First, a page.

Culture & Heritage

Projects in this theme build relationships between research groups in the arts and humanities and community groups and organisations exploring their local and regional cultures and heritage.

Voices of War and Peace

Principal Investigator: Ian Grosvenor

Voices of War and Peace: the Great War and its Legacy is a First World War Engagement Centre funded by the Arts & Humanities Research Council and in partnership with the Heritage Lottery Fund. Read more.

Stress Points: Policy and Practice in the Japanese Furniture Industry

Principal Investigator: Sarah Teasley
2012

Stress Points’ examines the relationship between local communities, industrial policy and global economic, cultural and political forces, through an extended exploration of public sector initiatives for developing and strengthening local furniture industries in Japan, c. 1890-1960. Read more.

Centre for Hidden Histories

Principal Investigator: Professor John Beckett (Department of History, University of Nottingham)
From 2014 to 2016

The Centre for Hidden Histories is one of five First World War engagement centres that have been established by the Arts and Humanities Research Council (AHRC) to investigate the First World War and support community groups in their efforts to research and commemorate the war. Read more.

Lost Spaces

Principal Investigator: Dr Dai O’Brien (York St John University)
From 2015 to 2016

This project aims to explore the consequences of lost community spaces for the Deaf community in Bristol.  Recently, the Deaf community have lost the Centre for the Deaf, which was the  centre of the community for many years, and the Centre for Deaf Studies in the University of Bristol, which was the birthplace of Dr Paddy Ladd’s Deafhood theory and Read more.

Sensing the late Iron Age and Roman Past: Geophysics and the Archaeology of Hertfordshire

Principal Investigator: Kris Lockyear
From 2013 to 2014

The project has created a cross-archaeological society team of geophysicists who have undertaken magnetometry surveys of over a dozen sites in Hertfordshire, Bedfordshire and Buckinghamshire.  We continue to survey sites when they become available. Read more.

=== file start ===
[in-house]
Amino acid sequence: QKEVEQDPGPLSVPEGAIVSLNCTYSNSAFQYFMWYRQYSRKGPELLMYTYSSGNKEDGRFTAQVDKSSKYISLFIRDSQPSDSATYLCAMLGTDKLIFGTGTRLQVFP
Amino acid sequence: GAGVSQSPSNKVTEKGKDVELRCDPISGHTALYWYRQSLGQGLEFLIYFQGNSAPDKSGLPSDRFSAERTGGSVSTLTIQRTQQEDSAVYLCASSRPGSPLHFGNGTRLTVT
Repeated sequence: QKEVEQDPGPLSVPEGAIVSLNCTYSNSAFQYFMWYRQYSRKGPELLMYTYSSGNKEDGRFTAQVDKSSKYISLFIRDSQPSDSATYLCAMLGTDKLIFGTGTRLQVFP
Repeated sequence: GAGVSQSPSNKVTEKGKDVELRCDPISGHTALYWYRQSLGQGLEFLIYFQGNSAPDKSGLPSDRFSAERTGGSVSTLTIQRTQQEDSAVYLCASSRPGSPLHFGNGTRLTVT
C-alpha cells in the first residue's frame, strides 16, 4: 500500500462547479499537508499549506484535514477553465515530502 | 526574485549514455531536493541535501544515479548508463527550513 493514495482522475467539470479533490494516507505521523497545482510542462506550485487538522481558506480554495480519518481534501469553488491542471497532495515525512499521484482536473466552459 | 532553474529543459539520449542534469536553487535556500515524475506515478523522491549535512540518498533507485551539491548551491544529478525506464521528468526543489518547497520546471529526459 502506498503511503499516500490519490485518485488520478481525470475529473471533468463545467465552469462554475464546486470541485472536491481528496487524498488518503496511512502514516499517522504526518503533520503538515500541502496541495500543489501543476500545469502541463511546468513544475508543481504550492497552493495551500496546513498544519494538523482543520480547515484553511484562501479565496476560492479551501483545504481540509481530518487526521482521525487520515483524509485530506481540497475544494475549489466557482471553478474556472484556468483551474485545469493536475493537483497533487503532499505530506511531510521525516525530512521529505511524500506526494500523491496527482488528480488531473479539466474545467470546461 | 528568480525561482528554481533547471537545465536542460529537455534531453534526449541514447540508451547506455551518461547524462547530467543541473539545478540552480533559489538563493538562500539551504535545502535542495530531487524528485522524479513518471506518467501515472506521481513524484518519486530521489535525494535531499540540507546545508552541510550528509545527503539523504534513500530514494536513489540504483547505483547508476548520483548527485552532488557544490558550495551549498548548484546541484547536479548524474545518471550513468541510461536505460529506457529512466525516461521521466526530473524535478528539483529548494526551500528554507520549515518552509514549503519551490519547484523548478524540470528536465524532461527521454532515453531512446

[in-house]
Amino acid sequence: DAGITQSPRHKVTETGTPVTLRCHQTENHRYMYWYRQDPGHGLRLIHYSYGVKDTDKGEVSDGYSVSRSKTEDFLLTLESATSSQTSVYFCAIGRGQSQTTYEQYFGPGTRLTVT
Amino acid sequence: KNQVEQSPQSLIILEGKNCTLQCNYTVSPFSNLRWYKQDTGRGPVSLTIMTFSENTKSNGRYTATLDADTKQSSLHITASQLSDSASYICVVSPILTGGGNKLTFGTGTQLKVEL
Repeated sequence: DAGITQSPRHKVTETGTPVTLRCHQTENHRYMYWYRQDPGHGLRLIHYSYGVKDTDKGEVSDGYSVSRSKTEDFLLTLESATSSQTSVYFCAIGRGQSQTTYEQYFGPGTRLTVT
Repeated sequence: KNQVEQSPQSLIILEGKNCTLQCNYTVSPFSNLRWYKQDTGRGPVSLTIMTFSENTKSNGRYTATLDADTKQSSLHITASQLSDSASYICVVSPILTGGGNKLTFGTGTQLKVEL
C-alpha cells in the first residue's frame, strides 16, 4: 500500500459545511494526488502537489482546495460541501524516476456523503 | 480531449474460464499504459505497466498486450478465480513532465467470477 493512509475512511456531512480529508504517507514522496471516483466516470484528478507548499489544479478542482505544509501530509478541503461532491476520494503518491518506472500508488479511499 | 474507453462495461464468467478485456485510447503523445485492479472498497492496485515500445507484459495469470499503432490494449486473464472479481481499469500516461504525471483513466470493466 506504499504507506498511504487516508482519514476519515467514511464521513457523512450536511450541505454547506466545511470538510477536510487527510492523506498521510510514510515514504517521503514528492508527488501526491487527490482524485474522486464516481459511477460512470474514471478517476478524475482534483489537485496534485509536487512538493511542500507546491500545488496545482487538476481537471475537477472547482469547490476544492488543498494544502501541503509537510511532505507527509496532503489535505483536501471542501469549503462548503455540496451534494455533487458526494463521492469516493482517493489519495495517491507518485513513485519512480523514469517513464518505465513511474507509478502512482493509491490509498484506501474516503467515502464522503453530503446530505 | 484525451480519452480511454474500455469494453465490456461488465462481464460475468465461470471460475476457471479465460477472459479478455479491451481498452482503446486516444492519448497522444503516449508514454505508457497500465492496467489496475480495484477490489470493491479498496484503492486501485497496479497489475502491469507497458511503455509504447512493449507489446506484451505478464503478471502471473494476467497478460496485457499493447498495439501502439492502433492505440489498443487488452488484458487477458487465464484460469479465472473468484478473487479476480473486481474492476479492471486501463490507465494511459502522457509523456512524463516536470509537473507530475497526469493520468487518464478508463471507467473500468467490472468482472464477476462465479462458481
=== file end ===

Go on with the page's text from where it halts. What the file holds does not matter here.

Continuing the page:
Telling the Bees

Principal Investigator: Deborah Maxwell
From 2015 to 2016

Beekeeping is currently experiencing a surge of popularity, coinciding with a rise of localism and a consumer drive for homemade produce. Bees have also become popular subjects of non-fiction prose, literature, poetry and art, in part because their plight has become emblematic of contemporary environmental crises. Whilst a new generation of beekeepers is emerging, the methods by which they learn their skills is changing. Read more.

Everyday Lives in War: experience and memory of the First World War

Principal Investigator: Sarah Lloyd
From 2014 to 2016

The Everyday Lives in War centre is one of five First World War engagement centres funded by the Arts and Humanities Research Council. Read more.

Living Legacies 1914-18: From Past Conflict to Shared Future

Principal Investigator: Prof. Keith Lilley (Queen’s University Belfast)
From 2014

The Living Legacies 1914-18 Engagement Centre is funded by the Arts and Humanities Research Council (AHRC) in partnership with the Heritage Lottery Fund (HLF) until December 2016. It forms a focal point for connecting academic and community researchers interested in how the First World War lives on in the twenty-first century world. Read more.

The Impact of Festivals Project

Principal Investigator: George McKay george.mckay@uea.ac.uk
From 2015 to 2016

The Impact of Festivals is a 12-month project funded under the AHRC’s Connected Communities Programme, working with research partner organisation the EFG London Jazz Festival. The Principal Investigator is Professor George McKay, AHRC Leadership Fellow for the Connected Communities Programme, and Professor of Media Studies at the UEA. The Research Associate is Dr Emma Webster, co-founder and co-Director of Live Music Exchange. Read more.

FLEX (Flexible Dwellings for Extended Living)

Principal Investigator: Prof Ann Light
From 2012 to 2013

The FLEX (Flexible Dwellings for Extended Living) project sought to address a challenge of 21st century wellbeing – an increasing older population that wants to age ‘at home’, facing the social isolation that accompanies the loss of traditional meeting places like pubs, pension queues, community centres and the High Street. Read more.